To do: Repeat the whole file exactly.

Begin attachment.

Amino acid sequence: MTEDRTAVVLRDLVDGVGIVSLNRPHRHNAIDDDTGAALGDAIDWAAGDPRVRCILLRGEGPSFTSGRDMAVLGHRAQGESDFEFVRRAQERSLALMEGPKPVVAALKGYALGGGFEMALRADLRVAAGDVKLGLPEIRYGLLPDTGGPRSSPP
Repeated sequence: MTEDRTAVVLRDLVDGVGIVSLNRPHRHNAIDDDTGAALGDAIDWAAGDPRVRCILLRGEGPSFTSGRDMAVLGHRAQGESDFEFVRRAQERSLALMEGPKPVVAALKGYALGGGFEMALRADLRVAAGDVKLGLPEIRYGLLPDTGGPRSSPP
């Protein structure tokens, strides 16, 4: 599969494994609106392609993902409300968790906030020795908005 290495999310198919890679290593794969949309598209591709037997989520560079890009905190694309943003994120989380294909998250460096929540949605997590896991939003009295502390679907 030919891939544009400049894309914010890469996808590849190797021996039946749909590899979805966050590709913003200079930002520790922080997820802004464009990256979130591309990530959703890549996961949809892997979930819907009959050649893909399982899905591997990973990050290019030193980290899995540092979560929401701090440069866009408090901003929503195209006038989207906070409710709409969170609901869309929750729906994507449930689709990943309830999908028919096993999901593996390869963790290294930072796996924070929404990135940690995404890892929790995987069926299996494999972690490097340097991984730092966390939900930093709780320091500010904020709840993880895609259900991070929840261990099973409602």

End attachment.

Amino acid sequence: MTEDRTAVVLRDLVDGVGIVSLNRPHRHNAIDDDTGAALGDAIDWAAGDPRVRCILLRGEGPSFTSGRDMAVLGHRAQGESDFEFVRRAQERSLALMEGPKPVVAALKGYALGGGFEMALRADLRVAAGDVKLGLPEIRYGLLPDTGGPRSSPP
Repeated sequence: MTEDRTAVVLRDLVDGVGIVSLNRPHRHNAIDDDTGAALGDAIDWAAGDPRVRCILLRGEGPSFTSGRDMAVLGHRAQGESDFEFVRRAQERSLALMEGPKPVVAALKGYALGGGFEMALRADLRVAAGDVKLGLPEIRYGLLPDTGGPRSSPP
């Protein structure tokens, strides 16, 4: 599969494994609106392609993902409300968790906030020795908005 290495999310198919890679290593794969949309598209591709037997989520560079890009905190694309943003994120989380294909998250460096929540949605997590896991939003009295502390679907 030919891939544009400049894309914010890469996808590849190797021996039946749909590899979805966050590709913003200079930002520790922080997820802004464009990256979130591309990530959703890549996961949809892997979930819907009959050649893909399982899905591997990973990050290019030193980290899995540092979560929401701090440069866009408090901003929503195209006038989207906070409710709409969170609901869309929750729906994507449930689709990943309830999908028919096993999901593996390869963790290294930072796996924070929404990135940690995404890892929790995987069926299996494999972690490097340097991984730092966390939900930093709780320091500010904020709840993880895609259900991070929840261990099973409602």